How long have I lived in Louisville? Off and on for 32-years… this fact means I am accustom to our seasonal shifts. Normally, by Labor Day, the sun begins receding in the sky much earlier than any biker would like. The days of July nights with a near 9PM sunset fade all too quickly and soon I find myself looking at my watch at 8:25 wondering where the sun has disappeared to. It is a sad time for all bikers in the city. We come to accept that because of the constraints of our 9-5 jobs, our rides become shorter….or we are forced to become faster to finish some of our favorite routes. KNOWING ALL OF THIS….five women still could not resist the urge to ride a 35 mile loop Monday night insisting that we would finish before the sunset. Right? Wrong. From this wrong decision, some obvious mistakes were noted to be improved upon for our future rides.
Mistake One: Timing. Five women are NEVER on time to anything. So five women gather but some are running late…thus shaving off a few minutes of valuable daylight.
Mistake Two: Chatting. Five women cannot gather together and NOT feel the urge to chat and catch up with each other. From this chat session about love lives, vacations, new bike parts, clothing, hair and make-up discussions, we shaved off even MORE daylight.
Mistake Three: Ignoring mistakes #1 and #2. Ignoring that we had completely blown out 30-minutes of valuable solar energy, we proceeded on our decided route.
The End Result: Five women had to make “the call.” For those not familiar with cycling….let me explain “the call.” At any given point in a ride, you may need a rescue, some assistance, someone to come and retrieve you. There are many reasons for “the call”.
1. You could be lost—so lost that the only REAL option is to call and have someone find you on four wheels who also has access to Google maps or a Garmin. You can tell them you are by a corn field, a barn, and two brown cows.
2. You could be hurt—hopefully not hurt too bad but you may incur some road rash that with whipping wind causes a stingy pain worse than the ache you felt when you dropped all that money on your bike
3. Your bike could bonk—your bike is a machine and sometimes machines fail. You can only carry so many tools on a ride, so if your derailleur gives out….brake pads fly off….seat post snaps ….you are left to hike home in clips or make….”the call”
4. You could bonk—sometimes your body says, “enough is enough” and it gives out on you….in which case you hopefully can call someone to shovel your pathetic worn out self into their car and find carbohydrates as quickly as possible (or beer)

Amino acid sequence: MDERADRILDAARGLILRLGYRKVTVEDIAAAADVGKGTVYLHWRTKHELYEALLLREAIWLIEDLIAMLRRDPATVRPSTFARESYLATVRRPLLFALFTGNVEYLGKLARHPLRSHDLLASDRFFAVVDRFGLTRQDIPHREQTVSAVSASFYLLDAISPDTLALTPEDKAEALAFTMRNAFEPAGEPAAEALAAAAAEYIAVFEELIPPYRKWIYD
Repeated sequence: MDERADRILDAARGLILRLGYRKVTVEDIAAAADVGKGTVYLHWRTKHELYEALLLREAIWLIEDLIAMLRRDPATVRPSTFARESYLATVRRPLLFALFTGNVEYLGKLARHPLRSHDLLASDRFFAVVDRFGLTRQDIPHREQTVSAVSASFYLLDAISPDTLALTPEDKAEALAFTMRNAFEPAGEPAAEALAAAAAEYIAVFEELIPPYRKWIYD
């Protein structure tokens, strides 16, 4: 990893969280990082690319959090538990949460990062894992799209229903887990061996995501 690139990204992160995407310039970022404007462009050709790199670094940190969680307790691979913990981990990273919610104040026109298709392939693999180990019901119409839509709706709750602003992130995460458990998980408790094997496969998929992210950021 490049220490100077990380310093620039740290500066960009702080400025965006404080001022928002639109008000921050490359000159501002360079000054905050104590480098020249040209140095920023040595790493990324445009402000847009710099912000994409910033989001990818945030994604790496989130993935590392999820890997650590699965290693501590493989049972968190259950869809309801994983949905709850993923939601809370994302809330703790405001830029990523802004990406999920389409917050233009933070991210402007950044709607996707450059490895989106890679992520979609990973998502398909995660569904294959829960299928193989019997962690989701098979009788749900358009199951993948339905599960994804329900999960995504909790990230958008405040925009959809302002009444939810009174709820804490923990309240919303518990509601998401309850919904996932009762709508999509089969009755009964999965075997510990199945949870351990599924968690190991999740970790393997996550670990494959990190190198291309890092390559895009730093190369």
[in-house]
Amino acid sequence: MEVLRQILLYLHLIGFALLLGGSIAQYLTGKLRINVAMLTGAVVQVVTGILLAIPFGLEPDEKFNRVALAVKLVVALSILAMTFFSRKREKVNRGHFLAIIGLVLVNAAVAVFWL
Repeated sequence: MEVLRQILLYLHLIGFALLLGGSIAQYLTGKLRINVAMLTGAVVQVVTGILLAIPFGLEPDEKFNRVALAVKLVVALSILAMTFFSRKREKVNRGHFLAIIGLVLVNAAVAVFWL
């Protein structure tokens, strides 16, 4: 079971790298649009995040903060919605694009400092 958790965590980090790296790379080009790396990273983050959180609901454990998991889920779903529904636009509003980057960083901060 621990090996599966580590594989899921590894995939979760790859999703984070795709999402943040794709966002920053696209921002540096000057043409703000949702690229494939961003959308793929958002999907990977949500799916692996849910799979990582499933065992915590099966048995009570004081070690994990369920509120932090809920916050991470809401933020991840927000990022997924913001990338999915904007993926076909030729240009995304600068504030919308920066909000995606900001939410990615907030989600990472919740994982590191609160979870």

5. Then….there is the OTHER reason to make the call…you have made a mistake….a mistake that will cost you your pride and test the marriages of two of your friends (uh oh). You did not calculate the setting sun. Instead, you chatted, you waited and the next thing you know…it is too dark to ride safely.
Our End Result…
There on the side of a two lane road, some 8-10 miles from home, five women huddled together in the gathering darkness awaiting the arrival of two spouses. Spandex is not a heat conductor in an empty parking of a restaurant who boasts amazing fried chicken. We would not know about the chicken because they are also one of those family owned places that closes on Mondays. This left us outside in the elements under a orange street light, slowing feeling the temperature drop. Thirty minutes passed and we stood there, shivering, swaying our bodies for warmth while looking at each other as the night got darker realizing that we made the right choice to not navigate a narrow two-lane road. A mullet styled motorist insisted on directing himself through the parking lot engulfing us in diesel fumes from his 1986 Ford F-150. His bleary eyes and five o’clock shadow did not make him look like a friendly neighbor we would want to converse with. We were herded together like Giselle’s hoping he would not return. Thankfully, the spouses arrived with their trucks, heated seats, and well meaning words (as one spouse pointed to each of us saying, “dumb ass”).Thankful, we accepted the well deserved criticism and piled into our respectful vehicles, helmets still on our lowered heads, embarrassed that we had to make “the call.”
It was bound to happen in my cycling career. Of course, I am without a spouse, so generally, my rescue options are my parents and a few close friends. I was MORE than thankful for the well meaning husbands of my two friends. Ironically at the beginning of the ride, my friend asked, “any more adventures on rides?”…I made the mistake and said, “Actually the rides have been pretty tame lately.” What was I thinking?